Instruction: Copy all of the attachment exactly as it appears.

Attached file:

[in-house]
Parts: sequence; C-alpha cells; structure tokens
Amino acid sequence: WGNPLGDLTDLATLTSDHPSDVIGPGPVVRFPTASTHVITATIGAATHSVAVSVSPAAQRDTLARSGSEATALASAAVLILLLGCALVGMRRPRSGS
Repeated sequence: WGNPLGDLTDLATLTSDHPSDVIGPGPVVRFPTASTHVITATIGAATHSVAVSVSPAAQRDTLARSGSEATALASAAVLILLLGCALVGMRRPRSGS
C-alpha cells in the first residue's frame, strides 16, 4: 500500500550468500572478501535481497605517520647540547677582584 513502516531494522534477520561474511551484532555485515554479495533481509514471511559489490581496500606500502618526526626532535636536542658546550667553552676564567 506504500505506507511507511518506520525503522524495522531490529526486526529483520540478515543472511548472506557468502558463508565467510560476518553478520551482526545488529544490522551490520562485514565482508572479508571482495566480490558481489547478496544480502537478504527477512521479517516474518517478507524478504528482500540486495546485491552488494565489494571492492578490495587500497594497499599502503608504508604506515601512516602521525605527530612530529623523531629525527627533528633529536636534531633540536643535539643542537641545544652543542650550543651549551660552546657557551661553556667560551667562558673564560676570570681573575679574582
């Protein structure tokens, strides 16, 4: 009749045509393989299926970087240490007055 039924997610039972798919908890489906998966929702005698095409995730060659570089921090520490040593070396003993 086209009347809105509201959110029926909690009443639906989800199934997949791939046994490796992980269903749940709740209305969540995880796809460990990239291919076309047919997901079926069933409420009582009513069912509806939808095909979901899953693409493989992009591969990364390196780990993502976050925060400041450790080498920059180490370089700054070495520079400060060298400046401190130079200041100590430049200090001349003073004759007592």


[in-house]
Parts: sequence; C-alpha cells; structure tokens
Amino acid sequence: WGNPLGDLTDLATLTSDHPSDVIGPGPVVRFPTASTHVITATIGAATHSVAVSVSPAAQRDTLARSGSEATALASAAVLILLLGCALVGMRRPRSGS
Repeated sequence: WGNPLGDLTDLATLTSDHPSDVIGPGPVVRFPTASTHVITATIGAATHSVAVSVSPAAQRDTLARSGSEATALASAAVLILLLGCALVGMRRPRSGS
C-alpha cells in the first residue's frame, strides 16, 4: 500500500550468500572478501535481497605517520647540547677582584 513502516531494522534477520561474511551484532555485515554479495533481509514471511559489490581496500606500502618526526626532535636536542658546550667553552676564567 506504500505506507511507511518506520525503522524495522531490529526486526529483520540478515543472511548472506557468502558463508565467510560476518553478520551482526545488529544490522551490520562485514565482508572479508571482495566480490558481489547478496544480502537478504527477512521479517516474518517478507524478504528482500540486495546485491552488494565489494571492492578490495587500497594497499599502503608504508604506515601512516602521525605527530612530529623523531629525527627533528633529536636534531633540536643535539643542537641545544652543542650550543651549551660552546657557551661553556667560551667562558673564560676570570681573575679574582
């Protein structure tokens, strides 16, 4: 009749045509393989299926970087240490007055 039924997610039972798919908890489906998966929702005698095409995730060659570089921090520490040593070396003993 086209009347809105509201959110029926909690009443639906989800199934997949791939046994490796992980269903749940709740209305969540995880796809460990990239291919076309047919997901079926069933409420009582009513069912509806939808095909979901899953693409493989992009591969990364390196780990993502976050925060400041450790080498920059180490370089700054070495520079400060060298400046401190130079200041100590430049200090001349003073004759007592």